Eight minutes into the pilot episode of Cinemax’s new crime show Quarry — an uneven but largely rewarding translation of Max Allan Collins’ crime books into emotionally challenging, character-driven television — Marine Lloyd “Mac” Conway Jr. (Logan Marshall-Green) returns home a day early from his second tour in Vietnam. By the end of the episode, Mac will have been unwittingly sucked into a high-risk job as an assassin, but for now, his concerns are strictly domestic — not the usual stuff of tough-guy paperback potboilers.
His buddy Arthur (Jamie Hector) doesn’t think the surprise idea is a good one: Mac is liable to show up at the house and walk in on his wife with another man, Arthur warns, half-jokingly, in the gift shop of a Memphis airport. But Mac is still all smiles when he gets dropped off at home; he releases a can’t-believe-it grin as he slings his mud-colored pack over his shoulder and approaches the front door.
He lets himself in and strolls around the room. Van Morrison is spinning on the record player (“Tupelo Honey”) and there are stray clothes draped over the couch. (Perhaps Arthur was right in his suspicions?) Mac soon locates Joni (Jodi Balfour) in the backyard, sweeping leaves out of the pool. He pauses at the kitchen exit and watches her. He charmingly quizzes her about what she’s done with his Otis Redding collection and she comes racing toward him, leaping into his arms. He gives her flowers (“Got ’em on discount”) and they move into the living room. They hold each other; Mac, for a moment, seems someplace else, looking at Joni and describing thoughts that trail off into nothing (“Just doesn’t seem…”) as if he were in a dream. She tries to pull off his dog tags and at first he resists, then relents. They make love on the couch.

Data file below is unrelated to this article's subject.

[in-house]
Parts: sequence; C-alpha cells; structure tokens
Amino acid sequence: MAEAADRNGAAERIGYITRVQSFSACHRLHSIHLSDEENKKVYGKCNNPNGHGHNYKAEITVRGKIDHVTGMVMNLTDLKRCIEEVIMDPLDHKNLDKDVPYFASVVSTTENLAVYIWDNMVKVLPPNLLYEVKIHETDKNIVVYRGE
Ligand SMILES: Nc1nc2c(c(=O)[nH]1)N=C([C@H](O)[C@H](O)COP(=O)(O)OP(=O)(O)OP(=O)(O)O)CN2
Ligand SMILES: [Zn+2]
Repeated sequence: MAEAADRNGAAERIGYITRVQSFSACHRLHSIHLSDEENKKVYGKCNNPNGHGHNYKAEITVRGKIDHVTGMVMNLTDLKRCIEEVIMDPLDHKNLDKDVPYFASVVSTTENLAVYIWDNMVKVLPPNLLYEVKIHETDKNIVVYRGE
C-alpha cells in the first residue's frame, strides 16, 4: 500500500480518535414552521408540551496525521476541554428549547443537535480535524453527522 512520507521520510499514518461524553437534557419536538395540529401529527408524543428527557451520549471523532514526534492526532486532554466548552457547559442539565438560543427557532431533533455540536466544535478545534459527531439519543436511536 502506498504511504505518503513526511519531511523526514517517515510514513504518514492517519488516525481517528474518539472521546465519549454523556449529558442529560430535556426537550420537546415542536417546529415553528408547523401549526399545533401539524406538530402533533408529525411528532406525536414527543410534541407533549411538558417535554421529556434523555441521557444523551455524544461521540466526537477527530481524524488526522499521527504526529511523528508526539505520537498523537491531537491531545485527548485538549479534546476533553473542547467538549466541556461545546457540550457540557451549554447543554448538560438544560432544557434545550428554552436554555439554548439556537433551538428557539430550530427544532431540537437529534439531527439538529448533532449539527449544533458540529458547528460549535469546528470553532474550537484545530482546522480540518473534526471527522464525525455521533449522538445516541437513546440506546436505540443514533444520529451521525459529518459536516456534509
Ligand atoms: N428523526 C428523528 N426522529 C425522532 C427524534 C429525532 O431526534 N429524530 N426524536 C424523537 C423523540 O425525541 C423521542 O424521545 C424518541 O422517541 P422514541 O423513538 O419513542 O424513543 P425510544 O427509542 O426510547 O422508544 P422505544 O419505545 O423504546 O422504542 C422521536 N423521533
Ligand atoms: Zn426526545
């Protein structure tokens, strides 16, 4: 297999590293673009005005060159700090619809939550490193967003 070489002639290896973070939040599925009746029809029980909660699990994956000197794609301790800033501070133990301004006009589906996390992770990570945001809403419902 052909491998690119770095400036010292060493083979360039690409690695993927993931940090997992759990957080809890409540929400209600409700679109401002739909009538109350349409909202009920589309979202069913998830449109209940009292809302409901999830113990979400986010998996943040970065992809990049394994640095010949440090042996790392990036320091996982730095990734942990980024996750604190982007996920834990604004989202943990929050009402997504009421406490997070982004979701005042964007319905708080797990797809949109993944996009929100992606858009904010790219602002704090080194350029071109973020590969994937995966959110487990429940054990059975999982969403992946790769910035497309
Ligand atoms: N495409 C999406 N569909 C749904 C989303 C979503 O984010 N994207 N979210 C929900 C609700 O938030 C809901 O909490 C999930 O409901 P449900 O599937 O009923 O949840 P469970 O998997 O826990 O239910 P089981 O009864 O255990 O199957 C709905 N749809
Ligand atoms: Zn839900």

All of this action — from Mac’s approach on the front lawn to the couple’s embrace in the living room — is presented in a single shot that runs for more than five minutes and covers a good chunk of the concerns that reside at the heart of the show. (This remarkable extended take — like many others in the series that navigate between the interior and exterior of the Conways’ home — was achieved by Greg Yaitanes and Pepe Avila del Pino, who directed and shot, respectively, all eight episodes of the first season.) There’s Mac’s glee at coming home and Joni’s great relief at having him back unharmed, but there are also the more grueling emotional currents: their impossible desire for an earlier, untainted domesticity, and the crippling fear that things will never be the same again. Joni’s postcoital line to Mac — “You really home?” delivered with a smile while the two are sharing a joint on the floor — is both fantasy and nightmare. They’ve been through this once before, after his first tour; she knows that he’s here, but not here.